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1. Hey I'm revising AS Maths and I want to do Physics at University. The problem is I achieve As in Physics and Chemsitry but I got a C in C1 in January. I want at least AAA/AAB.

I don't want to have AAC. I'm worried because I'll get a C or even D in AS maths.

How can I avoid this?
2. Past papers, past papers and yet more past papers.

It may be very boring, but it's freakin effective.
3. Practice, practice and more practice.
4. Go through the book and do every single question. Once thats done, take on the past papers.
5. If you want an AAA/AAB offer, you'll have to get A in maths. Try doing some maths outside the syllabus as well.
6. Practicing is the only way forward. If you want to aim high, do what the poster above me said, to get deeper knowledge.
7. Generally just do as many past papers as you can. There are only so many ways they can ask a question, after which point they just start repeating themselves only using different numbers.
8. Try to understand as much of the course as possible. Doing lots of past papers is really good for practice, but if you look for proofs and derivations of the formulae you're given, and understand their origins, then you'll find that you don't need to put as much effort in to learn the equations. You don't need to know the proofs for the exams, but if you want to do Physics at university the extra mathematical insight might be helpful.
9. (Original post by No!)
Hey I'm revising AS Maths and I want to do Physics at University. The problem is I achieve As in Physics and Chemsitry but I got a C in C1 in January. I want at least AAA/AAB.

I don't want to have AAC. I'm worried because I'll get a C or even D in AS maths.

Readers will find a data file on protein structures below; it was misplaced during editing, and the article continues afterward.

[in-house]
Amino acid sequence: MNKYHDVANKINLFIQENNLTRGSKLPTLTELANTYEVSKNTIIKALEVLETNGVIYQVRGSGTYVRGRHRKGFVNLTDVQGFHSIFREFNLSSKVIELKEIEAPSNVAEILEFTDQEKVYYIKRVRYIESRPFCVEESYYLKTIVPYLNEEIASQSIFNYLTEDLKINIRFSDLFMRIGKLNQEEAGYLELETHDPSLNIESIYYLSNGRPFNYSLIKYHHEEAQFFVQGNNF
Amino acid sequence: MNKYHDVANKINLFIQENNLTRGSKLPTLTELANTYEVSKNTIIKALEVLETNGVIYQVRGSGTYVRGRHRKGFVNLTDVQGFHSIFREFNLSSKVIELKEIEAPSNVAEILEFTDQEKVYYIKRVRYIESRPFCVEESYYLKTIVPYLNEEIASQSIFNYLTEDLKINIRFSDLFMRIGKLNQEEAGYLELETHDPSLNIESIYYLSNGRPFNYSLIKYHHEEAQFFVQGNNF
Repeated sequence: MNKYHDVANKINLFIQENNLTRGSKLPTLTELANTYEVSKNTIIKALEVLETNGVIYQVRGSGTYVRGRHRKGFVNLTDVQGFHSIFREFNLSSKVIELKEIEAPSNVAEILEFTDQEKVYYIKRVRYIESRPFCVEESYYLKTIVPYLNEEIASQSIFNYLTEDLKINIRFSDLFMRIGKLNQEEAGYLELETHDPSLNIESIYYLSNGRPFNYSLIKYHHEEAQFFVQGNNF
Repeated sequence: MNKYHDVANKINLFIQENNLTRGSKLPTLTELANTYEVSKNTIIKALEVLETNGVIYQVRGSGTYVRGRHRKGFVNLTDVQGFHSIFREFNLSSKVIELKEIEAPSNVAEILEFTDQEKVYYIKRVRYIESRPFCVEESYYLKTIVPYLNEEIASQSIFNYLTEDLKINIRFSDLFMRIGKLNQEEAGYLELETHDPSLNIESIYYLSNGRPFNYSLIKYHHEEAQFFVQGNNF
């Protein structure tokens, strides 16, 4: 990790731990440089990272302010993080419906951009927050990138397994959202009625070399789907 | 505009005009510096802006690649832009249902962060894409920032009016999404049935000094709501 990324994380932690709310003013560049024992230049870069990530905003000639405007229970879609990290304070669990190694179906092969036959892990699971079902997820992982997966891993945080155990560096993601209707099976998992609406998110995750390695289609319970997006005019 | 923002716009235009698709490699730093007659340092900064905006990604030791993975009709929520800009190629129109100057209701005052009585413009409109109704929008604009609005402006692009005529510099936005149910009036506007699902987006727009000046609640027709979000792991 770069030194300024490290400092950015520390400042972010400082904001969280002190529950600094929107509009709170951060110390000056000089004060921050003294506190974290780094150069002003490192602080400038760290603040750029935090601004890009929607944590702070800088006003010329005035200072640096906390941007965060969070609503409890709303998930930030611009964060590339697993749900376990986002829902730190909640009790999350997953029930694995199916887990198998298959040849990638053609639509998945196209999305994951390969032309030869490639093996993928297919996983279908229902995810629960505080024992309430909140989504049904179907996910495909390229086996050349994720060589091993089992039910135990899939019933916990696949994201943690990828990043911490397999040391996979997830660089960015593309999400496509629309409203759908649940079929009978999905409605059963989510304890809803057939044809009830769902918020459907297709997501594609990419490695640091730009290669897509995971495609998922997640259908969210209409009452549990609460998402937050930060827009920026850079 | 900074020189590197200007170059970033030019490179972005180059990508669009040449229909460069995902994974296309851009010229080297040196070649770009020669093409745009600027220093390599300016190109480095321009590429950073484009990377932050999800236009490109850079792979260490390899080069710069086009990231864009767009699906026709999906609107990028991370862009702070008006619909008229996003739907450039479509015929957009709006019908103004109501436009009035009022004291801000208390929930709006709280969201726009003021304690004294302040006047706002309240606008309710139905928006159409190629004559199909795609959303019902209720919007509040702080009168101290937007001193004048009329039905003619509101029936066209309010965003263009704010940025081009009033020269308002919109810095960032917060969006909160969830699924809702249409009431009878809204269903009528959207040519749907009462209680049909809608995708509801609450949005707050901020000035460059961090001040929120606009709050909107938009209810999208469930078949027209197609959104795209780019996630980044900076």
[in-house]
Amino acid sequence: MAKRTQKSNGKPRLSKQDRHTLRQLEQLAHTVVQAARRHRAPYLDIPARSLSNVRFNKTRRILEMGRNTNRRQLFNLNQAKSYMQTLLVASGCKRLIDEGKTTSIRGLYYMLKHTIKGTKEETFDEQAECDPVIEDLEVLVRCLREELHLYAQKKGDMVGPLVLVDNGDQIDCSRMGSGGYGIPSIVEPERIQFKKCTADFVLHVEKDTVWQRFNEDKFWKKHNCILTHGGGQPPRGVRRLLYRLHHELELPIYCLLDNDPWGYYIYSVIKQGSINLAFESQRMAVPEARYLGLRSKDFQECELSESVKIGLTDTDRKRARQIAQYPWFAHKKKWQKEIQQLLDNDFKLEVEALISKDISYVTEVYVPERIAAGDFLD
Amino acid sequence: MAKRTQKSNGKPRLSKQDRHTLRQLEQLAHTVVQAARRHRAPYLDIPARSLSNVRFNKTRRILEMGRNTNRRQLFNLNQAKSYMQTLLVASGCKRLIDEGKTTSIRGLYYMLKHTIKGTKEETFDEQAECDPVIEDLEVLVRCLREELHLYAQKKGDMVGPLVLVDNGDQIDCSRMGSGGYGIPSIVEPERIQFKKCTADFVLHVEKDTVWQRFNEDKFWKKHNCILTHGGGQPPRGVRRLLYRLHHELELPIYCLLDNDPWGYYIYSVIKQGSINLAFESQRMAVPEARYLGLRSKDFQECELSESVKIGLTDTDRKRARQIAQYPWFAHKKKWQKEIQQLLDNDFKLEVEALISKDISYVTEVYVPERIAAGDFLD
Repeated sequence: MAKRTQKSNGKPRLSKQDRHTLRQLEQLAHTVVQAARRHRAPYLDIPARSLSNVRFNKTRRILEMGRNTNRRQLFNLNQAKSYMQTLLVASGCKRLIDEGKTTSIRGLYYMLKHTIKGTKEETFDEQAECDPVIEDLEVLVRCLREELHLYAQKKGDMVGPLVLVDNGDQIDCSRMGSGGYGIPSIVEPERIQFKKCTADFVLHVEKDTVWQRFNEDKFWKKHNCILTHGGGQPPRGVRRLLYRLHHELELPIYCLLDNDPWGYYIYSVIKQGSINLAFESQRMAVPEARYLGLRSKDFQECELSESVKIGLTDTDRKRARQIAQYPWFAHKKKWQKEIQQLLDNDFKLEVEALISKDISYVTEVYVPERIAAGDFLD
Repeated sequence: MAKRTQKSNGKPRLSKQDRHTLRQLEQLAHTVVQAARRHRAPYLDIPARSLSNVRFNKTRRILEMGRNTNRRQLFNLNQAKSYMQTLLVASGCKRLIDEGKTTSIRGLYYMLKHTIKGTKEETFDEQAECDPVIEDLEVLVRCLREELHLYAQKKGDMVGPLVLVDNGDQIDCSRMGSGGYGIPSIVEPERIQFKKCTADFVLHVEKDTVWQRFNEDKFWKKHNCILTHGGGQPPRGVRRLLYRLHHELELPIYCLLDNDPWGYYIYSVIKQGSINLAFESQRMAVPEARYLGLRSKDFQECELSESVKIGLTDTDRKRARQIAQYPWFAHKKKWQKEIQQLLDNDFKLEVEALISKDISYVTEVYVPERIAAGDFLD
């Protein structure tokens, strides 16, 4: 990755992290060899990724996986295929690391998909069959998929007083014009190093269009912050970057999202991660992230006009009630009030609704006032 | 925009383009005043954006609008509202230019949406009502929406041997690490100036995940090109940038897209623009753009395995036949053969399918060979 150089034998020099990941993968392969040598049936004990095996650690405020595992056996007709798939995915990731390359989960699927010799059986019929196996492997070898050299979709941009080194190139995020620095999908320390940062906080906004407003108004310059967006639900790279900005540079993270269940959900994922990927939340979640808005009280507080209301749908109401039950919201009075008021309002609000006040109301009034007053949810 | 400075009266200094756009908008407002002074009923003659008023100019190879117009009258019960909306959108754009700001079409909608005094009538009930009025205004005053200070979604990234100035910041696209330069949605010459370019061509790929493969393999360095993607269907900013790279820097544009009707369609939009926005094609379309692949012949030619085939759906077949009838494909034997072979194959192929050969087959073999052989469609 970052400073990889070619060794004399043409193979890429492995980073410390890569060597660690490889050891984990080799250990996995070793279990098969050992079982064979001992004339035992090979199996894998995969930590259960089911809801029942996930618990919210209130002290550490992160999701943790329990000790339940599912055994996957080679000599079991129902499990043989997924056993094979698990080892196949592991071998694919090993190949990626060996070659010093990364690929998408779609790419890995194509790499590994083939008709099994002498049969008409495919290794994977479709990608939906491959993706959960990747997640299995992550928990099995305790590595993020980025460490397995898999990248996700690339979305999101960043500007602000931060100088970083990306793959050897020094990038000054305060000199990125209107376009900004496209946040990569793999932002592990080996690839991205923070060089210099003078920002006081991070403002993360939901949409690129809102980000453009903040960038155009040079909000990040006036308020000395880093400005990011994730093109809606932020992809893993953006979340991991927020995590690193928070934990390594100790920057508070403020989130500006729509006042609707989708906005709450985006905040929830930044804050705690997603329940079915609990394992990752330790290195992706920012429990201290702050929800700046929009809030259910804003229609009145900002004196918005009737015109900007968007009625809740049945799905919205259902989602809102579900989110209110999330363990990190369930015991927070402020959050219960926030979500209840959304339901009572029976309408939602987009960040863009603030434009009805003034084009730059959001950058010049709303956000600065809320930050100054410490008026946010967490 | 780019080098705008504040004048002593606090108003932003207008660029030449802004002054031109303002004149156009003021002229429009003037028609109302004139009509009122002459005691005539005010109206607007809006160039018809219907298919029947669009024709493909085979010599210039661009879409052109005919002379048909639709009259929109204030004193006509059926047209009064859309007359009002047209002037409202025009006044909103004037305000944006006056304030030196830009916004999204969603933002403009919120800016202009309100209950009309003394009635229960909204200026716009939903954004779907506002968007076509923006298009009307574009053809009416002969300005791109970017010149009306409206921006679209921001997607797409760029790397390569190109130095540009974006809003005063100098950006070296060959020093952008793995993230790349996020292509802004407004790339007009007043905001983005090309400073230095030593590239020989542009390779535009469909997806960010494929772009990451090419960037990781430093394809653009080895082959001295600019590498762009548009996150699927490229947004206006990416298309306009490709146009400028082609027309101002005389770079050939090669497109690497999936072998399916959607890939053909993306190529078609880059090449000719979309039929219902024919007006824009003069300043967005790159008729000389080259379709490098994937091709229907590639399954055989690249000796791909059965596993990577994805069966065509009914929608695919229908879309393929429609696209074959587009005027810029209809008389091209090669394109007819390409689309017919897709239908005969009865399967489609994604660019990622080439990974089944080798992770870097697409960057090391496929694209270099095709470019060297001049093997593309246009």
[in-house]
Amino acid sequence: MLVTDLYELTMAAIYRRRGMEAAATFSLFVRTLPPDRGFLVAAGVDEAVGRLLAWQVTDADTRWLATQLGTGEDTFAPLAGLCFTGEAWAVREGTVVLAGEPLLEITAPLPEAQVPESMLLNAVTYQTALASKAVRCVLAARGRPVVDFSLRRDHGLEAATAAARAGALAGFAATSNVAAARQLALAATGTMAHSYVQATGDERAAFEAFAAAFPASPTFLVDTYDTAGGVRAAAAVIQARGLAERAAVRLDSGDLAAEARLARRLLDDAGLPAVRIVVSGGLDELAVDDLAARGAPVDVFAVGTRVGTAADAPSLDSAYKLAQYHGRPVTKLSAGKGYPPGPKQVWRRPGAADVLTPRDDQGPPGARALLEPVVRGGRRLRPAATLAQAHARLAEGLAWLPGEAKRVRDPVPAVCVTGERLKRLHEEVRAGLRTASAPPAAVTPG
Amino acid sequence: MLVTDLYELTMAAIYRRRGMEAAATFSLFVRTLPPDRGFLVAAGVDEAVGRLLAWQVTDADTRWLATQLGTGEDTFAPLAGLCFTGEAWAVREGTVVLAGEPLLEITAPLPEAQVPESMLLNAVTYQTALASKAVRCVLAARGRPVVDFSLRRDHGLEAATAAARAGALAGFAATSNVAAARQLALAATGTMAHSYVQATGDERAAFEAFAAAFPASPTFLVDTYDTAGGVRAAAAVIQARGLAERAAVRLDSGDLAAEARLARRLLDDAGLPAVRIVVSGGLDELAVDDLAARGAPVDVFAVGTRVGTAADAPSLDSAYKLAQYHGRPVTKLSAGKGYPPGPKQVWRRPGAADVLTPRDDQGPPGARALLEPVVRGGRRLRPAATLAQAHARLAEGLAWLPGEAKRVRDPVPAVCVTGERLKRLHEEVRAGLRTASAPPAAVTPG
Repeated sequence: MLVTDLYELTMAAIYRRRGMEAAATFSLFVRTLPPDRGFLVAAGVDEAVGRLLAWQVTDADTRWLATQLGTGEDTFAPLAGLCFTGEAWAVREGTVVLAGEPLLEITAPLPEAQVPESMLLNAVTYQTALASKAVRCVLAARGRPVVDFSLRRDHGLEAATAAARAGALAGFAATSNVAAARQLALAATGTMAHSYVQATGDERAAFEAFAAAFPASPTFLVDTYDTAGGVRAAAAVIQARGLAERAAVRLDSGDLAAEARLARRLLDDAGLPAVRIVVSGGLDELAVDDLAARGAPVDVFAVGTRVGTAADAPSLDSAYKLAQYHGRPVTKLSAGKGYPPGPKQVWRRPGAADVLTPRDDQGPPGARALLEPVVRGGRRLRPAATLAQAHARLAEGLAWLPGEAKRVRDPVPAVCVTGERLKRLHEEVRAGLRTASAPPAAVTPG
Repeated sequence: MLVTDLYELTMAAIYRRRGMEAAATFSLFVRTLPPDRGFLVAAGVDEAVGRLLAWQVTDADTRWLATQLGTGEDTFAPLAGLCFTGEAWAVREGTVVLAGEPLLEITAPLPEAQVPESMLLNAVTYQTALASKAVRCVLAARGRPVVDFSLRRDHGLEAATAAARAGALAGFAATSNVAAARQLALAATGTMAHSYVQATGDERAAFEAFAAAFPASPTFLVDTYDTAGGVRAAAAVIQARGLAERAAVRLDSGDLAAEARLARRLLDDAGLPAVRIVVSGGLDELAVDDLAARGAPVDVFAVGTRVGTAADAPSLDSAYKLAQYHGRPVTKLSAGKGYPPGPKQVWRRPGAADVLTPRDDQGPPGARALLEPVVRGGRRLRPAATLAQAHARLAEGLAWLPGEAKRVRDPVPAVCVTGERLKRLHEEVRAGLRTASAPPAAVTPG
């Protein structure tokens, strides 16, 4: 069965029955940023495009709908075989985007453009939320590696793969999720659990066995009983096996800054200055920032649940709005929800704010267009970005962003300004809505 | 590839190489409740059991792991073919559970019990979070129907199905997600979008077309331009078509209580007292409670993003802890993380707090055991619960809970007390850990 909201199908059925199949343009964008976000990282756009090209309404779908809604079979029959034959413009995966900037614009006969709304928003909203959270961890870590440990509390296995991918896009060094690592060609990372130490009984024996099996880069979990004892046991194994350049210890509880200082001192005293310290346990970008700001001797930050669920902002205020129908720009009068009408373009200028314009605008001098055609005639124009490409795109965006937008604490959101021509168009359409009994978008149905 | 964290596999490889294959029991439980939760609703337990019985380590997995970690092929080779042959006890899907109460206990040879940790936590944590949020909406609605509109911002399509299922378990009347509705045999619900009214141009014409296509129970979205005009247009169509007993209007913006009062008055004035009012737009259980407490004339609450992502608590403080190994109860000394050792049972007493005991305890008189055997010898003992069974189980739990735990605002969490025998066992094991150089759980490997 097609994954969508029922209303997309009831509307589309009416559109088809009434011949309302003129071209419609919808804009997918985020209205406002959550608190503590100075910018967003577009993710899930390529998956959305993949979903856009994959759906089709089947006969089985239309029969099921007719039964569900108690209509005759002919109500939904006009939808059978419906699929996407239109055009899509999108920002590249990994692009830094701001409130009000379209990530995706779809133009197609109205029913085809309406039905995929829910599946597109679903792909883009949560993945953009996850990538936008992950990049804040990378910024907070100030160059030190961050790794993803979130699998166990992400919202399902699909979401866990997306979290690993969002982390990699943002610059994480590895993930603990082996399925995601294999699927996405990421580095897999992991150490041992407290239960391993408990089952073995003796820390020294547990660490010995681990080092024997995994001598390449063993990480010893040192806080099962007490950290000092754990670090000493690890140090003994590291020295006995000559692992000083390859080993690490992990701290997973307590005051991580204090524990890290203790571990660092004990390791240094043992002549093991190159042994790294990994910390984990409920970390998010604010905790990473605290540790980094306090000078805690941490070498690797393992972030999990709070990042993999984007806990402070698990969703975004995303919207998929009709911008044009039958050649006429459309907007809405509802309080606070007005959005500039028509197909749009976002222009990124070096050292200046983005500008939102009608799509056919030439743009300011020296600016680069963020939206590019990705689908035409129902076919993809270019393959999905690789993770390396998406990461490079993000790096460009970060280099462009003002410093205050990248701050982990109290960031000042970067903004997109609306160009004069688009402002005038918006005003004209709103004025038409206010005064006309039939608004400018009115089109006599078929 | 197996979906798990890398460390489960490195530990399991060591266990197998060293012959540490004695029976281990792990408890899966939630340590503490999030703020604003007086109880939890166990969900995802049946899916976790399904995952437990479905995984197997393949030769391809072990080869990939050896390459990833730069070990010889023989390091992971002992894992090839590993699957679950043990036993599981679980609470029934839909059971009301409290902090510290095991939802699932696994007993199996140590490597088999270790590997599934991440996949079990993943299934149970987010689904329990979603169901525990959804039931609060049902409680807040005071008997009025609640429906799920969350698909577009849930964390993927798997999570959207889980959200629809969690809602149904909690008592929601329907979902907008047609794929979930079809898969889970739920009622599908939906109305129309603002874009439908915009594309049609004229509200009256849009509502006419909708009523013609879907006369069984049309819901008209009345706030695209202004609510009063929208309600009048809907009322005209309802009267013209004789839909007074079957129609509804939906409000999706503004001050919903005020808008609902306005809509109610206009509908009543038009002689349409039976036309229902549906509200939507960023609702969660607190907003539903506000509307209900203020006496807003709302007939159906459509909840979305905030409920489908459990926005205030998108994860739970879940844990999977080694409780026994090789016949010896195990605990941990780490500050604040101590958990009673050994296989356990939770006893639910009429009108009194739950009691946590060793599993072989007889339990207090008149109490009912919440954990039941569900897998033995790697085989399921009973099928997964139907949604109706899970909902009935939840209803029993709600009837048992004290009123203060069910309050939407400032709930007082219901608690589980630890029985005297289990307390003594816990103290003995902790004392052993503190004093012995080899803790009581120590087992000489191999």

How can I avoid this?
If you have a textbook with loads of questions, make sure you do EVERY SINGLE one of them. Then do as many past papers as possible. For maths it is more the practice that will get you the A and not the theory alone.

And make sure you know how to apply different rules at different questions and make sure you don't have any 'gaps' in your maths. One example of a gap would be not knowing how to 'cancel out' fractions, which actually is a simple thing, but some people didn't pay full attention in their GCSEs and therefore can't do it as part of partial fractions for A2 for example. There are loads other examples of 'gaps', but I think you get the idea of what I mean.

So, practice, know the theory, know how to solve each kind of questions, and confidence will get you the A and A*.

I achieved an A in A Level Maths btw if that matters.
10. (Original post by therealOG)
Past papers, past papers and yet more past papers.

It may be very boring, but it's freakin effective.
^ THIS

I don't know what exam board you're on, but I'm doing MEI and for the modules I've done so far they've pretty much put in questions which are really similar to ones on past papers, just with different numbers in. So if you learn how to do it it's easy
11. All these posts that just say 'do loads of practice questions' are BULL****.

Make sure that you fully understand each bit. Then do loads of practice questions. Get your head around ****. It's easier to remember stuff when it makes sense to you. Especially with Maths. You do well at other sciences so you shouldn't find it too hard.
12. If you want to do physics at uni and can only get a C in C1 you're going to struggle.

Sorry for the harsh reality.
13. lots of past papers if you want to learn it all mechanically and understand nothing.
Khan academy, textbook activities and derivations if you want some intuition.

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